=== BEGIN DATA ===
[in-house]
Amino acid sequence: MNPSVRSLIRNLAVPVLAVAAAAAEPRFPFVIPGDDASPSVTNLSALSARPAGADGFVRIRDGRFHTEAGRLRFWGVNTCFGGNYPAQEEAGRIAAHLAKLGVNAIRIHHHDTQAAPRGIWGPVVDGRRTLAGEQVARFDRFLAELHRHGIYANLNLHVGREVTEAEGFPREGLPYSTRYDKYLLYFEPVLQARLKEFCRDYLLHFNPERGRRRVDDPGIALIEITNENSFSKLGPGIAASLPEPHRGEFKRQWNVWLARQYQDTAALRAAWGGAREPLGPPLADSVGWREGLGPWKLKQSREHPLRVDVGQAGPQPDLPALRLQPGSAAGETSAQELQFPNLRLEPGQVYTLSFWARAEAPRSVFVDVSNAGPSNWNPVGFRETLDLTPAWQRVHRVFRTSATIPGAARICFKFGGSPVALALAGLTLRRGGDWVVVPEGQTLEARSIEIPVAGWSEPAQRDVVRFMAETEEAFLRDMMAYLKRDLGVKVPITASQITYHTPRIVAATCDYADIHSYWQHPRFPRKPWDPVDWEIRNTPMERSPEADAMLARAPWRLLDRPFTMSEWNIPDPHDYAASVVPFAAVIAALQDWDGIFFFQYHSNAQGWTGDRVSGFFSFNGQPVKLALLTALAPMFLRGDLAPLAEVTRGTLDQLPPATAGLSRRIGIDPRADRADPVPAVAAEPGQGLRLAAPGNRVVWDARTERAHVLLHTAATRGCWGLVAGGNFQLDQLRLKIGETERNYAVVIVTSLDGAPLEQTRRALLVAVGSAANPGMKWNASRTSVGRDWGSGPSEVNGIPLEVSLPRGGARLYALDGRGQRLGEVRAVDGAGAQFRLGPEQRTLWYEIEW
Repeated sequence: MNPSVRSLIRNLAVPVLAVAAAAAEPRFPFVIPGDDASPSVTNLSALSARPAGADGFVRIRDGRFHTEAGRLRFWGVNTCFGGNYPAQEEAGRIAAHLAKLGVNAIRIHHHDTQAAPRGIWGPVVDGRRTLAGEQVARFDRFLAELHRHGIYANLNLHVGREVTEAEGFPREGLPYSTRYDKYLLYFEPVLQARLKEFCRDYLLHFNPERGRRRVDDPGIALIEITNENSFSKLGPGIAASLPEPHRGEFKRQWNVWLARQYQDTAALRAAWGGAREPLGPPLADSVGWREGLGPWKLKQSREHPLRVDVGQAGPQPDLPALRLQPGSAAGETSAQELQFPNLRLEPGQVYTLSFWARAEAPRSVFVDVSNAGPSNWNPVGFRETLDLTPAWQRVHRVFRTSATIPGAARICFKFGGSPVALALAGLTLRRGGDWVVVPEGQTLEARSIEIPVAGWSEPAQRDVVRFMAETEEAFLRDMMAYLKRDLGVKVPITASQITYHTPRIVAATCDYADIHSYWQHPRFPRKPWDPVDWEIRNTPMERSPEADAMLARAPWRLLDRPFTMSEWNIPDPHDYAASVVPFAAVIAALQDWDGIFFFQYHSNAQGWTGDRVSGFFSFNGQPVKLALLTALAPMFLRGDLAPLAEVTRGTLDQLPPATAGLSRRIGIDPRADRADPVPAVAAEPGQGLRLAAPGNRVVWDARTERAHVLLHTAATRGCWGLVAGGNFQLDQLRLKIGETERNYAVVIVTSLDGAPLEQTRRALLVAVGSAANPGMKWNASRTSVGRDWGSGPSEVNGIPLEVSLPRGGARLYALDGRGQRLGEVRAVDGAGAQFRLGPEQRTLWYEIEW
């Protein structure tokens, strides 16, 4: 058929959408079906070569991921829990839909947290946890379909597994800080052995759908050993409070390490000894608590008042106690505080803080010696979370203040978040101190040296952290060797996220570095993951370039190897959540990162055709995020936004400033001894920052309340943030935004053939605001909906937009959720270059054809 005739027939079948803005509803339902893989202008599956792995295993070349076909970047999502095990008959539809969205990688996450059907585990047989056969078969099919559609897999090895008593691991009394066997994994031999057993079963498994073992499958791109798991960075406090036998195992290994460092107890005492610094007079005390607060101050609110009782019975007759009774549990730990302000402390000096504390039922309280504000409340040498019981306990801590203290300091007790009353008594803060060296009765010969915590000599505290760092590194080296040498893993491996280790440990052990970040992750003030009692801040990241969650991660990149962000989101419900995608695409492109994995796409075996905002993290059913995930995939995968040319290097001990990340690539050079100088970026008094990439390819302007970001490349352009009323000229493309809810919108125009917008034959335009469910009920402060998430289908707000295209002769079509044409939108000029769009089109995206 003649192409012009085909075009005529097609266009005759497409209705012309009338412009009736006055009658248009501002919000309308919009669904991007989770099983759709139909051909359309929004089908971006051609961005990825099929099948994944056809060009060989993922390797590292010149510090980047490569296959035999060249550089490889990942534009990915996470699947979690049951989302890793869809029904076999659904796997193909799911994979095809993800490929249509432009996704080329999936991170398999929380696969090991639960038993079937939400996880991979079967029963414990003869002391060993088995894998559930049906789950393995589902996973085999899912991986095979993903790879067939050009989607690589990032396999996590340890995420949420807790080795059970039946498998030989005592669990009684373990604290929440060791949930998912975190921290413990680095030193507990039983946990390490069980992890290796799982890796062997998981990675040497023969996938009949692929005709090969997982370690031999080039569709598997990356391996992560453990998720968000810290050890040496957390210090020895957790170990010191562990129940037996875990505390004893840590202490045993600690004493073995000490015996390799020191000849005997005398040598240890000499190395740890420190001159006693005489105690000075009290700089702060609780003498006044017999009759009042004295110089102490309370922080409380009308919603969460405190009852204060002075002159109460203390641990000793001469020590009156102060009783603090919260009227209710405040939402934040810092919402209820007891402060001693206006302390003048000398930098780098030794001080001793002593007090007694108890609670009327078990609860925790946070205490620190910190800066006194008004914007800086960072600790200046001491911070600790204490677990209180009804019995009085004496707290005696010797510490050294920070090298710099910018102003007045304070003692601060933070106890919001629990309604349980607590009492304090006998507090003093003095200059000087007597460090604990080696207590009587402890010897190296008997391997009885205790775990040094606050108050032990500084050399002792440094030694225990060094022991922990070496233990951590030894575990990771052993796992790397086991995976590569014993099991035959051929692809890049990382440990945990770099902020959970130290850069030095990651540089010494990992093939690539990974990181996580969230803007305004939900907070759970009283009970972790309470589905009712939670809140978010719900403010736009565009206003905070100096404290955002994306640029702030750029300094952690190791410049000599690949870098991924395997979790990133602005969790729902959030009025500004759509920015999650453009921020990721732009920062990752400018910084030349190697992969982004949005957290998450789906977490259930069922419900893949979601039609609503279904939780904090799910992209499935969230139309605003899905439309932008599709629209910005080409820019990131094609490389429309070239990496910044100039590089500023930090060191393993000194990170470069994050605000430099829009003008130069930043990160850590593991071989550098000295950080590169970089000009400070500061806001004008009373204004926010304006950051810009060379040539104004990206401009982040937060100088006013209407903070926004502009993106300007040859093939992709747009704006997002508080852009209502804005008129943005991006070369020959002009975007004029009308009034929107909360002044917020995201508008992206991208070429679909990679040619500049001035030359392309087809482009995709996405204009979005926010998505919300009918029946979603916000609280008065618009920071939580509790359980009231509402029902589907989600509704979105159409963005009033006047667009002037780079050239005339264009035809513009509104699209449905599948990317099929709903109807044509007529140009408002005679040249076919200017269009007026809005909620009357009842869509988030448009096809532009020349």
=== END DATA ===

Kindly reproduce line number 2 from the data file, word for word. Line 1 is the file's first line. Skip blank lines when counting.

Amino acid sequence: MNPSVRSLIRNLAVPVLAVAAAAAEPRFPFVIPGDDASPSVTNLSALSARPAGADGFVRIRDGRFHTEAGRLRFWGVNTCFGGNYPAQEEAGRIAAHLAKLGVNAIRIHHHDTQAAPRGIWGPVVDGRRTLAGEQVARFDRFLAELHRHGIYANLNLHVGREVTEAEGFPREGLPYSTRYDKYLLYFEPVLQARLKEFCRDYLLHFNPERGRRRVDDPGIALIEITNENSFSKLGPGIAASLPEPHRGEFKRQWNVWLARQYQDTAALRAAWGGAREPLGPPLADSVGWREGLGPWKLKQSREHPLRVDVGQAGPQPDLPALRLQPGSAAGETSAQELQFPNLRLEPGQVYTLSFWARAEAPRSVFVDVSNAGPSNWNPVGFRETLDLTPAWQRVHRVFRTSATIPGAARICFKFGGSPVALALAGLTLRRGGDWVVVPEGQTLEARSIEIPVAGWSEPAQRDVVRFMAETEEAFLRDMMAYLKRDLGVKVPITASQITYHTPRIVAATCDYADIHSYWQHPRFPRKPWDPVDWEIRNTPMERSPEADAMLARAPWRLLDRPFTMSEWNIPDPHDYAASVVPFAAVIAALQDWDGIFFFQYHSNAQGWTGDRVSGFFSFNGQPVKLALLTALAPMFLRGDLAPLAEVTRGTLDQLPPATAGLSRRIGIDPRADRADPVPAVAAEPGQGLRLAAPGNRVVWDARTERAHVLLHTAATRGCWGLVAGGNFQLDQLRLKIGETERNYAVVIVTSLDGAPLEQTRRALLVAVGSAANPGMKWNASRTSVGRDWGSGPSEVNGIPLEVSLPRGGARLYALDGRGQRLGEVRAVDGAGAQFRLGPEQRTLWYEIEW